Image: Large Hadron Collider
Fabrice Coffrini  /  AFP/Getty Images file
The Large Hadron Collider in Geneva, shown here during its construction phase, is the most complex scientific experiment ever undertaken.
msnbc.com staff and news service reports
updated 9/1/2010 1:20:10 PM ET 2010-09-01T17:20:10

Are you ready to thrill to the sound of the Higgs Boson Sonata, the Dark Matter Cantata or perhaps the Black Hole Symphony?

Compositions like these are starting to emerge from the CERN particle physics research center on the French-Swiss border near Geneva.

Scientists at CERN's Large Hadron Collider are converting the cosmic phenomena they are chasing through the huge underground machine into musical sound in their state-of-the-art computers.

To do it, they use a sonification technique that converts pure data gathered from the LHC experiments into sound, according to physicist Lily Asquith.

The detectors in the machine, which is probing the origins of the universe, can reconstruct the pathway of the particles after they are smashed together at near light-speed and calculate how much energy each leaves along its path.

"If you use the right software, you can get really nice music out of the particle tracks," explained Asquith, who works on the LHC's ATLAS detector and was one of the originators of what is called the LHCsound project.

A key aim of the project is to help promote public awareness about CERN and the LHC.

Sounds of science
To this end the project team has launched a chatty website, dubbed "The Sounds of Science" with a nod to the 1960s hit song by Simon and Garfunkel, "Sounds of Silence."

"We want everyone to be able to share in the wonder and excitement of what we are doing, and this seems a good way of showing the awe-inspiring magnificence of it all," Asquith told Reuters.

The enthusiasm is directed at a global public. CERN, founded in 1954 as a European body and now with 20 nations from the continent on its ruling Council, recently decided to open membership to the rest of the world.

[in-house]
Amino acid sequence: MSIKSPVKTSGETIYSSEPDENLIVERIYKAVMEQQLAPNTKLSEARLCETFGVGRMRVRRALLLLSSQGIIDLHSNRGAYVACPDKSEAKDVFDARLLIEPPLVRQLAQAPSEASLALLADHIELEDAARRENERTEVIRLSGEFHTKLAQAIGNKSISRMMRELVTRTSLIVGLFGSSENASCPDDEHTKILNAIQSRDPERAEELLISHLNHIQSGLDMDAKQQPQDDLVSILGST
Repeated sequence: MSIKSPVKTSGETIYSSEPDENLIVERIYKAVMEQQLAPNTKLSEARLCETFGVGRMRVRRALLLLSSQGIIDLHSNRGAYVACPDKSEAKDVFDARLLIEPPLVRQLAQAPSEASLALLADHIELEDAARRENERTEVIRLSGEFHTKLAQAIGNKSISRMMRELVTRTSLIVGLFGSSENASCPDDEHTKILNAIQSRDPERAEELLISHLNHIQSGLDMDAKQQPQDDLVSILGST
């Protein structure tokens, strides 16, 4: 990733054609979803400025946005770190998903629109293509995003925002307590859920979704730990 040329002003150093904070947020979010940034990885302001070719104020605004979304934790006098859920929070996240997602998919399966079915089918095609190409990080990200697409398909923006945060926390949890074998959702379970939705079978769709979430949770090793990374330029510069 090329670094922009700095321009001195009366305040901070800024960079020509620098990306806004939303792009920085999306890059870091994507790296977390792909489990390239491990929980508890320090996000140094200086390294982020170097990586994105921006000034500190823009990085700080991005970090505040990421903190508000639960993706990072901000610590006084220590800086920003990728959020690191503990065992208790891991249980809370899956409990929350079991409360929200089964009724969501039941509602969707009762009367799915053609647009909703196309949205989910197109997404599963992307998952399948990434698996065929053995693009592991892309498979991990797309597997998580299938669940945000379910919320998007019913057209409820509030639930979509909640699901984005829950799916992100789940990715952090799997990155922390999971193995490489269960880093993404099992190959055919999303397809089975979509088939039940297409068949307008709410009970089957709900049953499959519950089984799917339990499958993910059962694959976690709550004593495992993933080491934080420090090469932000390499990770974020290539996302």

Some of the sounds created so far can be heard on the website, including a musical embodiment of the Higgs Boson — the mysterious particle that is believed to give mass to matter and without which no universe would have emerged from the primeval "Big Bang" explosion 13.7 billion years ago.

"You can listen to the decay of a Higgs boson in the ATLAS detector, or to a proton-proton collision inside the LHC," Asquith said. Since the project's launch in June, the LHCSound team has added the sonifications of a top quark jet and a marimba-flavored sweep of the ATLAS detector.

The LHCsound team are also working on applications and ringtones for mobile telephones.

But there is more to this project than the simple — or not quite-so-simple — and sometimes eerie sounds that resemble the discordant notes of an avant-garde serial music composition.

Musicians around the world have already been asking the LHCsound team for data files which can be read through the British-based Composers Desktop Project aimed at electro-acoustic composers and sound designers.

And if avant-garde is not your cup of tea, you can still feel the vibe of the Large Hadron Collider by grooving to the girl-band sounds of Les Horribles Cernettes or getting down with Kate McAlpine's "Large Hadron Rap" and "Black Hole Rap."

This report includes information from Reuters and msnbc.com.

© 2013 msnbc.com

Interactive: Inside the big bang machine

Discuss:

Discussion comments

,

Most active discussions

  1. votes comments
  2. votes comments
  3. votes comments
  4. votes comments